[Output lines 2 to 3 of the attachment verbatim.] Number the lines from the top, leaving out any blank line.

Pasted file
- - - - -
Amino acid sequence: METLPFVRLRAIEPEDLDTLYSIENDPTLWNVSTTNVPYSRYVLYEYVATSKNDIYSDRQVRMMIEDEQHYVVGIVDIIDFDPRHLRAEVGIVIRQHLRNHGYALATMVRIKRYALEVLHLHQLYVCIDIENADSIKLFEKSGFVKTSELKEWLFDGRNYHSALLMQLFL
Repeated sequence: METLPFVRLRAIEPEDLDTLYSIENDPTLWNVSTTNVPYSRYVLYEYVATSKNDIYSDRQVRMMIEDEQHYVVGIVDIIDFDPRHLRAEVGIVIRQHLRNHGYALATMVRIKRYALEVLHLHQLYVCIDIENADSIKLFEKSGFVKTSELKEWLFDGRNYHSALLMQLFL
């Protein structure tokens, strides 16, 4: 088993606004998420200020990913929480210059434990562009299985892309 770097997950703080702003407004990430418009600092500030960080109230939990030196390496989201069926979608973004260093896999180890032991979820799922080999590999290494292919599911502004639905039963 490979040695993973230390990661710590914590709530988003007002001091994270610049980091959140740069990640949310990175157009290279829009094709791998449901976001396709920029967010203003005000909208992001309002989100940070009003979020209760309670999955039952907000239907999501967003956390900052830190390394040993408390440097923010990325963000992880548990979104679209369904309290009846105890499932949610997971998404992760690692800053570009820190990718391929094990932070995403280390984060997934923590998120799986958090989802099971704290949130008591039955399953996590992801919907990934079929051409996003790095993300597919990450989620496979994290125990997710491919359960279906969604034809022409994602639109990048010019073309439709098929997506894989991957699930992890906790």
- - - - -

Repeated sequence: METLPFVRLRAIEPEDLDTLYSIENDPTLWNVSTTNVPYSRYVLYEYVATSKNDIYSDRQVRMMIEDEQHYVVGIVDIIDFDPRHLRAEVGIVIRQHLRNHGYALATMVRIKRYALEVLHLHQLYVCIDIENADSIKLFEKSGFVKTSELKEWLFDGRNYHSALLMQLFL
């Protein structure tokens, strides 16, 4: 088993606004998420200020990913929480210059434990562009299985892309 770097997950703080702003407004990430418009600092500030960080109230939990030196390496989201069926979608973004260093896999180890032991979820799922080999590999290494292919599911502004639905039963 490979040695993973230390990661710590914590709530988003007002001091994270610049980091959140740069990640949310990175157009290279829009094709791998449901976001396709920029967010203003005000909208992001309002989100940070009003979020209760309670999955039952907000239907999501967003956390900052830190390394040993408390440097923010990325963000992880548990979104679209369904309290009846105890499932949610997971998404992760690692800053570009820190990718391929094990932070995403280390984060997934923590998120799986958090989802099971704290949130008591039955399953996590992801919907990934079929051409996003790095993300597919990450989620496979994290125990997710491919359960279906969604034809022409994602639109990048010019073309439709098929997506894989991957699930992890906790």